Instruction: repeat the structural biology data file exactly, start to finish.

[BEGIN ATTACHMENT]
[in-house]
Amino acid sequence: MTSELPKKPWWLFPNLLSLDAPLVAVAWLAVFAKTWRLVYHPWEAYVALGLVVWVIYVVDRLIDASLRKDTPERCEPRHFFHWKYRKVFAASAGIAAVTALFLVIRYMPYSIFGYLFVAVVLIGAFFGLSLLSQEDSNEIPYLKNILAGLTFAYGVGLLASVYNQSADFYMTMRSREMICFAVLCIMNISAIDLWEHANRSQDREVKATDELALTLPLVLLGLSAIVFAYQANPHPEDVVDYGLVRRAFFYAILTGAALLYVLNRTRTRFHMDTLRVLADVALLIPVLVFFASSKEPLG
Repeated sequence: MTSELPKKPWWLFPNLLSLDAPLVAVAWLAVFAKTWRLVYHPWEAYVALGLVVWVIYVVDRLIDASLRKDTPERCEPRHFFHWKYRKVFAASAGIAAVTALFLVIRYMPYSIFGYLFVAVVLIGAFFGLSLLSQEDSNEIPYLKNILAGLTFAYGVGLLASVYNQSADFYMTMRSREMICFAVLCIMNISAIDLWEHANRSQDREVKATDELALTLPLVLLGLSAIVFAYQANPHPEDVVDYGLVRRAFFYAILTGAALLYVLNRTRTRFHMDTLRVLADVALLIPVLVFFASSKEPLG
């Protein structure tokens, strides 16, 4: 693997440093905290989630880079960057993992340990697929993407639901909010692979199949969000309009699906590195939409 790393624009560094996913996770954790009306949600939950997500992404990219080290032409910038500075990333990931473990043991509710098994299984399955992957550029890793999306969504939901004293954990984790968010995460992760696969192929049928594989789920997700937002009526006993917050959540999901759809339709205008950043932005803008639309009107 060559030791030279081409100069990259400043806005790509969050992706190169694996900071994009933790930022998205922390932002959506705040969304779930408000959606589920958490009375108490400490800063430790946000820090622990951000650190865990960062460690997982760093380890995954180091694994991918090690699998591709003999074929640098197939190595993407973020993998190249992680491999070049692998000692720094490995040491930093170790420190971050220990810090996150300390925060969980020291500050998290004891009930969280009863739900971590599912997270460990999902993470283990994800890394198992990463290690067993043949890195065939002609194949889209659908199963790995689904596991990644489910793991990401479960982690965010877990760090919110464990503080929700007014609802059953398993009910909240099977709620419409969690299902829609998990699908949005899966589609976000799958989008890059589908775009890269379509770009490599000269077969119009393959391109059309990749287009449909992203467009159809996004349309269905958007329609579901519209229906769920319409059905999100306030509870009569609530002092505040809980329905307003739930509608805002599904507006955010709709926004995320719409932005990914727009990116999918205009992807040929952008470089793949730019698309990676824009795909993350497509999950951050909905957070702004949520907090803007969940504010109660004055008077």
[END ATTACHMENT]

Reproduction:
[in-house]
Amino acid sequence: MTSELPKKPWWLFPNLLSLDAPLVAVAWLAVFAKTWRLVYHPWEAYVALGLVVWVIYVVDRLIDASLRKDTPERCEPRHFFHWKYRKVFAASAGIAAVTALFLVIRYMPYSIFGYLFVAVVLIGAFFGLSLLSQEDSNEIPYLKNILAGLTFAYGVGLLASVYNQSADFYMTMRSREMICFAVLCIMNISAIDLWEHANRSQDREVKATDELALTLPLVLLGLSAIVFAYQANPHPEDVVDYGLVRRAFFYAILTGAALLYVLNRTRTRFHMDTLRVLADVALLIPVLVFFASSKEPLG
Repeated sequence: MTSELPKKPWWLFPNLLSLDAPLVAVAWLAVFAKTWRLVYHPWEAYVALGLVVWVIYVVDRLIDASLRKDTPERCEPRHFFHWKYRKVFAASAGIAAVTALFLVIRYMPYSIFGYLFVAVVLIGAFFGLSLLSQEDSNEIPYLKNILAGLTFAYGVGLLASVYNQSADFYMTMRSREMICFAVLCIMNISAIDLWEHANRSQDREVKATDELALTLPLVLLGLSAIVFAYQANPHPEDVVDYGLVRRAFFYAILTGAALLYVLNRTRTRFHMDTLRVLADVALLIPVLVFFASSKEPLG
């Protein structure tokens, strides 16, 4: 693997440093905290989630880079960057993992340990697929993407639901909010692979199949969000309009699906590195939409 790393624009560094996913996770954790009306949600939950997500992404990219080290032409910038500075990333990931473990043991509710098994299984399955992957550029890793999306969504939901004293954990984790968010995460992760696969192929049928594989789920997700937002009526006993917050959540999901759809339709205008950043932005803008639309009107 060559030791030279081409100069990259400043806005790509969050992706190169694996900071994009933790930022998205922390932002959506705040969304779930408000959606589920958490009375108490400490800063430790946000820090622990951000650190865990960062460690997982760093380890995954180091694994991918090690699998591709003999074929640098197939190595993407973020993998190249992680491999070049692998000692720094490995040491930093170790420190971050220990810090996150300390925060969980020291500050998290004891009930969280009863739900971590599912997270460990999902993470283990994800890394198992990463290690067993043949890195065939002609194949889209659908199963790995689904596991990644489910793991990401479960982690965010877990760090919110464990503080929700007014609802059953398993009910909240099977709620419409969690299902829609998990699908949005899966589609976000799958989008890059589908775009890269379509770009490599000269077969119009393959391109059309990749287009449909992203467009159809996004349309269905958007329609579901519209229906769920319409059905999100306030509870009569609530002092505040809980329905307003739930509608805002599904507006955010709709926004995320719409932005990914727009990116999918205009992807040929952008470089793949730019698309990676824009795909993350497509999950951050909905957070702004949520907090803007969940504010109660004055008077």